Lake Eyre in FloodWednesday, 29 May 2019
Lake Eyre is in flood, it happens when huge rains – like from Cyclone Trevor in Queensland in early 2019 – the water heads south-west towards the vast salt lake. Click here for the weather bureau’s story on this year’s floods. I wrote about the process in 2017, writing about Paul Lockyer’s book Lake Eyre: Water coming in to the lake takes a long time to get there, rivers have to fill, waterholes have to flood, it’s a step by step process that gradually gets the water there. Then it comes alive, suddenly frogs, fish, crustaceans which have laid dormant since the last flood come to life. Birds appear, somehow the message gets out that the lake is alive and waterbirds – particularly pelicans – flock in from all over Australia and further afield. Even the Lake Eyre Yacht Club comes alive and its sailors flock to the lake. Then the inflow stops, the lake dries and the desert reappears.
So on the weekend of 25-26 May I joined a small group with Kirkhope Aviation to visit Lake Eyre and fly over the flooded lake. I’ve seen it before, in 1993 Maureen and I drove down the Oodnadatta Track to William Creek, the jumping off point for visiting the lake. At that time it was completely dry, but we drove out to the edge of the salt lake. Seven years later in 2000 I was there again with travelling companion Don Whitford, but this time it was in flood and we drove out to the lake edge, but also took a flightseeing trip across the lake from William Creek. The tiny settlement’s airstrip was crowded with light aircraft taking visitors out for a look.
▲ This time we flew from Melbourne, via Mildura and Rawnsley Park in the Flinders Ranges and then on past Marree Man, an Australian version of those huge chalk figures of southern England, except this geoglyph is 2.7km tall, much bigger than any English chalk figure. Also known as Stuart’s Giant it seems to have been created in 1998, but nobody knows who did it. It’s been the subject of disputes over ownership, since it’s on indigenous land, but exactly whose? And is it graffiti, environmental vandalism, or what? Whatever the story it was worked over with a grader in 2016 so it’s going to be there for some time.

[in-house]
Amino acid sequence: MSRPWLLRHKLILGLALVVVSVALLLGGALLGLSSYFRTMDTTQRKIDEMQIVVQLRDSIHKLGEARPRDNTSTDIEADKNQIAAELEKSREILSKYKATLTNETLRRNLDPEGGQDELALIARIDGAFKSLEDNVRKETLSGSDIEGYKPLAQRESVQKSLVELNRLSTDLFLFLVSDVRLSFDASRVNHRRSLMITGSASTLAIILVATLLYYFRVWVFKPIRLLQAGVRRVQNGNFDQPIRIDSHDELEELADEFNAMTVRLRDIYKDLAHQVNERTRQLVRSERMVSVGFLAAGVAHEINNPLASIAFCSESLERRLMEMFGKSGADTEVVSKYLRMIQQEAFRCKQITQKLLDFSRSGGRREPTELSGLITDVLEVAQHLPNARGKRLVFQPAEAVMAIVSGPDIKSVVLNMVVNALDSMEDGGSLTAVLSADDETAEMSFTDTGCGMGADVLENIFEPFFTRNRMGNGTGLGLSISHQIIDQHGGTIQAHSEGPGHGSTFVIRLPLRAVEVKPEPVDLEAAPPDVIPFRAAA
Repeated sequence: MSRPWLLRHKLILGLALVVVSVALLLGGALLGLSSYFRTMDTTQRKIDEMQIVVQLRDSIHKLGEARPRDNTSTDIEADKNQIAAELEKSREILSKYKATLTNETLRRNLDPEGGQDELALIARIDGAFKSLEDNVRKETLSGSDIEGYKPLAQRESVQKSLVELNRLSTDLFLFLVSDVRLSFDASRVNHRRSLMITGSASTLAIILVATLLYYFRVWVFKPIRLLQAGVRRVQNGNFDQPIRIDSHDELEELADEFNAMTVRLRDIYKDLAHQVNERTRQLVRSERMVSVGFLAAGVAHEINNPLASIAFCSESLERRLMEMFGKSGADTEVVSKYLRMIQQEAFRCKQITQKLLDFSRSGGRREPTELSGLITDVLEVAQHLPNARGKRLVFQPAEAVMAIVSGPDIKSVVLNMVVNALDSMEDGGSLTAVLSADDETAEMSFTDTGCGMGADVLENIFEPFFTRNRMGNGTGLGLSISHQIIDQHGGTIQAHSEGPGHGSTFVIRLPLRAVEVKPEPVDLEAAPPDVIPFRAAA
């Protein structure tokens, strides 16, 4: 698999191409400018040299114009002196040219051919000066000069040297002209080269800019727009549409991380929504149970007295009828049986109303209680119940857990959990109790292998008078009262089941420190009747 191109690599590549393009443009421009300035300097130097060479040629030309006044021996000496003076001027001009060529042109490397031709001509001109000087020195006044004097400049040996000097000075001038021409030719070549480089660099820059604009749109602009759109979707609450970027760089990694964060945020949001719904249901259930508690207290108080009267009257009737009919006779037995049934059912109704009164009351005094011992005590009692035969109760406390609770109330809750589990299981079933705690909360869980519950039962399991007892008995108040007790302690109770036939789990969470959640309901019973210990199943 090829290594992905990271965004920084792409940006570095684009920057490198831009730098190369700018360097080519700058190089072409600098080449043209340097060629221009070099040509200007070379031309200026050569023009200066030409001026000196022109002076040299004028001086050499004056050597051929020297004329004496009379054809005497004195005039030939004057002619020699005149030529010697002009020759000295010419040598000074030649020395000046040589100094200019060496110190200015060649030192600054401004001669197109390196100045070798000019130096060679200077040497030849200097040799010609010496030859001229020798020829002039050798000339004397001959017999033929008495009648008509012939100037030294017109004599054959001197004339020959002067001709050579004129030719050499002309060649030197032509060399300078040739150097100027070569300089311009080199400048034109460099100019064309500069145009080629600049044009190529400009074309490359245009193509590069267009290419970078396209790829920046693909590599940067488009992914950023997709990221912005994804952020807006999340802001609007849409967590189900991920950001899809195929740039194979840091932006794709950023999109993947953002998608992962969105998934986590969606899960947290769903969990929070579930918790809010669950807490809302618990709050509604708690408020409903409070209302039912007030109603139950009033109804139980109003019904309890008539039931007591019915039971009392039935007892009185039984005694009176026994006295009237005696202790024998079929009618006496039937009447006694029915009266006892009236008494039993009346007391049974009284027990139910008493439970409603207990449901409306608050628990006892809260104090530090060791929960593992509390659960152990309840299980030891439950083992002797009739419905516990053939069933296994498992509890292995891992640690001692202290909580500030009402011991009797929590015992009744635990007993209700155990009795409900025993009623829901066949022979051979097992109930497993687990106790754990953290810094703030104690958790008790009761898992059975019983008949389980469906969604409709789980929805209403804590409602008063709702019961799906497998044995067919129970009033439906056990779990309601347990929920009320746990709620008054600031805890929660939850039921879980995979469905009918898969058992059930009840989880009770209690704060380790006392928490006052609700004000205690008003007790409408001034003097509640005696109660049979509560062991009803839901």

▲ At William Creek we checked in to the William Creek Hotel, not much changed from my earlier visits
▲ We took off from William Creek in a local flightseeing aircraft as a westbound truck trailed a dust cloud into the town. In 2011 a new airstrip was opened at William Creek, the dirt airstrip from my visit in 2000 has become a real little airport and we were told there were currently 26 pilots station at William Creek for all the tourists.
▲ Our local flight took us south over the Anna Creek Station to the Painted Hills, they reminded me of the Kalahari in Bostwana. ‘No,’ Maureen said, ‘Lo Manthang in the north of Nepal, near the border with Tibet.’
▲ The next day we flew out over Lake Eyre North, this is Silcrete Island, one of the ‘ephemeral islands’ that appear when the lake is in flood. I’ve got an Ephemeral Islands on Lake Eyre chapter in my book Islands of Australia coming from the National Library in October.